16. As a general rule, the existence of options or warrants that may alter the balance of shareholdings at some point in the future will not be relevant to the issue of ownership in the present.  However, there may be certain complex structures where the existence of options will risk rendering ineffective the “equity capital” attributes of a class of share, and these will merit close examination.  In any event, options may be an immediate issue in relation to control if their existence confers on a minority shareholder an ability to impose its demands on the airline.

Ownership Issues in Publicly Quoted Companies and Institutional Investments

17. Particular issues arise in relation to licence holders which are (directly or indirectly) publicly quoted or owned by investment institutions, where shareholdings may vary from day to day and the true beneficial owners are likely to be several stages removed from the investment in the airline, being beneficiaries of pension funds or unit trust holders.  In the absence of particular mechanisms there may be no clear information as to the nationality of the beneficial shareholders, or any ability on the part of the company to control the level of non-EEA shareholdings.

18. The CAA’s approach to such companies incorporates the following approaches and presumptions:-

  • where shares are held by a nominee or trust, it bases its judgement as to ownership on the nationality of the beneficial shareholder or beneficiary;  if a trust is involved, it will however look at practical constraints to determine whether control lies with the trustees or with the beneficiaries.
  • where shares are held by an investment fund, the CAA adopts a broad presumption that the beneficial shareholders will be citizens of the country where the fund manager is domiciled.  This presumption will not be true in absolute terms, and it would expect to maintain a reasonable margin in favour of total EEA shareholdings in order to allow for the fact that it cannot rely absolutely on the presumption.  In cases where a fund manager domiciled in an EEA State is in a larger group owned in a non-EEA state, it may also be appropriate to question further how funds are used within the group.
  • where an investment fund is based in the Channel Islands or the Isle of Man, the presumption in the absence of evidence to the contrary will be that it represents non-EEA investors.
  • it will monitor regularly the shareholdings of companies which are publicly quoted or have a publicly quoted parent if there is a significant identified non-EEA holding.  This may be on a monthly or quarterly basis – or even more frequently – depending on the proportion of non-EEA ownership.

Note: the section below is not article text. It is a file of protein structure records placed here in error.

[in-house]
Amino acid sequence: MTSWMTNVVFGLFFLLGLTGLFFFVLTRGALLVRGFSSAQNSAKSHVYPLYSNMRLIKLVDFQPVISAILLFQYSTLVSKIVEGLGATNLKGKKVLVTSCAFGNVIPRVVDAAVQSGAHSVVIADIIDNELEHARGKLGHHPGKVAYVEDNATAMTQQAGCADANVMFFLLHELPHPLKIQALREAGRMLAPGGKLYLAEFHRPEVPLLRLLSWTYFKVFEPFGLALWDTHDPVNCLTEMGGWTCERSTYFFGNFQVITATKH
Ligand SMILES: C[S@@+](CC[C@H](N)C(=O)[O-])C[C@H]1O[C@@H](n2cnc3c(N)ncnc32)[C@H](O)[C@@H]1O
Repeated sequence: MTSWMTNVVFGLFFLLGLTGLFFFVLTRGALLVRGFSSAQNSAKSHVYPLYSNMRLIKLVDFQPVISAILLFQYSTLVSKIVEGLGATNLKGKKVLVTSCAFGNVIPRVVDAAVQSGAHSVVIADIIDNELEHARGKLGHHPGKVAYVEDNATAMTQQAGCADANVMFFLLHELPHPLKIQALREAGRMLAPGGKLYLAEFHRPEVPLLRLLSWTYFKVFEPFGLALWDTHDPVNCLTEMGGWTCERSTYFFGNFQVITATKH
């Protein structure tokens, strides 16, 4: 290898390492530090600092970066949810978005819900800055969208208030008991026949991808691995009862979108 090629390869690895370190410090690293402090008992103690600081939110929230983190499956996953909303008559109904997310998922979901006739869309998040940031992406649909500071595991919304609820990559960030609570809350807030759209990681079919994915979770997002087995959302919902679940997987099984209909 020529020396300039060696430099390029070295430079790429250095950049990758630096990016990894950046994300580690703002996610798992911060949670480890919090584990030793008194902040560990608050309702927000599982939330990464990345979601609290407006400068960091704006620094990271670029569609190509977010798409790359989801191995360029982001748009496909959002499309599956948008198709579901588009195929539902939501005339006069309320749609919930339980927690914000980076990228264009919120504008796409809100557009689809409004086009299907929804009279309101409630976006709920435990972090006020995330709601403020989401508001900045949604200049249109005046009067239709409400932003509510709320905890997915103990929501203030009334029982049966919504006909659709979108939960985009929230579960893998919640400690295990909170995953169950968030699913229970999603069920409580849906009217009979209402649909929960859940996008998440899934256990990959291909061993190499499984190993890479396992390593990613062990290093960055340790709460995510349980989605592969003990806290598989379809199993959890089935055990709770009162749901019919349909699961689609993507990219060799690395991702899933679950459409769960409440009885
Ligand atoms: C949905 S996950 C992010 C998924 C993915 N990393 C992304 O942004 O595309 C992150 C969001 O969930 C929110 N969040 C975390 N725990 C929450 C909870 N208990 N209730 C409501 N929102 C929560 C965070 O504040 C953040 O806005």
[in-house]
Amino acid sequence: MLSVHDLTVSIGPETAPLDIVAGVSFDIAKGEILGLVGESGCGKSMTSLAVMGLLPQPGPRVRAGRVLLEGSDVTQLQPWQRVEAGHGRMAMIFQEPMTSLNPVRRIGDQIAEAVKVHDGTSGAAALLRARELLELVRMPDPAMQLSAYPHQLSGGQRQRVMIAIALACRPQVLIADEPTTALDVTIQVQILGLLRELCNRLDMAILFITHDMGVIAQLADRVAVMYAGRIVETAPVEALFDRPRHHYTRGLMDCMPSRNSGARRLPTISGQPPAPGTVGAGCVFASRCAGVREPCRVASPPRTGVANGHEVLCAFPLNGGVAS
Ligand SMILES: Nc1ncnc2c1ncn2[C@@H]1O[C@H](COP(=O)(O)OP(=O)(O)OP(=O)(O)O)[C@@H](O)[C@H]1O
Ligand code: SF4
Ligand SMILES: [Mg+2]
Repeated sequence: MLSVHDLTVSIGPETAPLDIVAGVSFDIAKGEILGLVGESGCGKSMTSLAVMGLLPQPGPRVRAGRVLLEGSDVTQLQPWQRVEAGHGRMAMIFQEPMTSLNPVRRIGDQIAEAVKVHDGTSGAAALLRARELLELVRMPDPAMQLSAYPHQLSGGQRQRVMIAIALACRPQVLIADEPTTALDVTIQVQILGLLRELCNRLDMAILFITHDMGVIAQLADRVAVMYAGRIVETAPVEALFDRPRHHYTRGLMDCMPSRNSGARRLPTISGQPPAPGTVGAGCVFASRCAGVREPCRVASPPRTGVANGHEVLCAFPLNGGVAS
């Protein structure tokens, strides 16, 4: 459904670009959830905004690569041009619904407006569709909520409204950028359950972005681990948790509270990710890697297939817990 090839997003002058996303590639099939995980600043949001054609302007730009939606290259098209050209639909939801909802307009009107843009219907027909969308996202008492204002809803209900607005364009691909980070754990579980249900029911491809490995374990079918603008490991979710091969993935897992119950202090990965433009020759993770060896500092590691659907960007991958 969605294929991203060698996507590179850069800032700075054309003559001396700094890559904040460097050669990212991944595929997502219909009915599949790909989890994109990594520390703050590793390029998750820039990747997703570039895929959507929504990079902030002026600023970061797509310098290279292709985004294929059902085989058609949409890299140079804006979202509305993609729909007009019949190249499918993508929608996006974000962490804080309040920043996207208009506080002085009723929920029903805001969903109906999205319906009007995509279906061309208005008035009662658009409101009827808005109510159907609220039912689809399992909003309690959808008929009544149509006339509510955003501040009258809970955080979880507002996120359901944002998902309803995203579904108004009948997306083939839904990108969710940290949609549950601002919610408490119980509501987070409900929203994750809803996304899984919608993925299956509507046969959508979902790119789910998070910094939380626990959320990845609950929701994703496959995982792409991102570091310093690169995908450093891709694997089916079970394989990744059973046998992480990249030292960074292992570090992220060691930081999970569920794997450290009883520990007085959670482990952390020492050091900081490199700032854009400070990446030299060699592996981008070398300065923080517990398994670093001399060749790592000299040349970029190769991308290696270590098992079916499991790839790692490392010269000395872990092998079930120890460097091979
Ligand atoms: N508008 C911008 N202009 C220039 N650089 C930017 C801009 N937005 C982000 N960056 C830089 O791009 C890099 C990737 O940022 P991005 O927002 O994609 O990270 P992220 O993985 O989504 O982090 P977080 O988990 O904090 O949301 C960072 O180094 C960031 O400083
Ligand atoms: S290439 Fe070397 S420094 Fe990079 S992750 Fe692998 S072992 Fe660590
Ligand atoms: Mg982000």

• it may in some cases require provisions in a company’s Articles which permit the directors to control nationality of shareholdings, and to require both nationality declarations by shareholders and divestment in certain cases.  It may in any event be prudent for directors to have such powers where the company’s shares are traded.

19. The monitoring requirements for publicly quoted companies may in some cases be considerable.  However, the CAA regards this as inevitable in the light of the obligation in Article for carriers to be able at all times to demonstrate that they meet the requirements of the Licensing Regulation.

Control Issues

20. The definition in Article 2(9) of the Council Licensing Regulation is:-

(9)  “effective control” means a relationship constituted by rights, contracts or any other means which, either separately or jointly and having regard to the considerations of fact or law involved, confer the possibility of directly or indirectly exercising a decisive influence on an undertaking, in particular by:

the right to use all or part of the assets of an undertaking;

rights or contracts which confer a decisive influence on the composition, voting or decisions of the bodies of an undertaking or otherwise confer a decisive influence on the running of the business of the undertaking.”



21. In determining control, the CAA is concerned to establish the practical reality of who is actually making a company’s decisions as well as positions which derive from legal powers and agreements.  The relative strength of the parties may be an issue, as may the personalities involved.  In borderline cases, it requires statements from both principals and legal representatives that there are no undeclared agreements which confer powers outside the disclosed legal documents.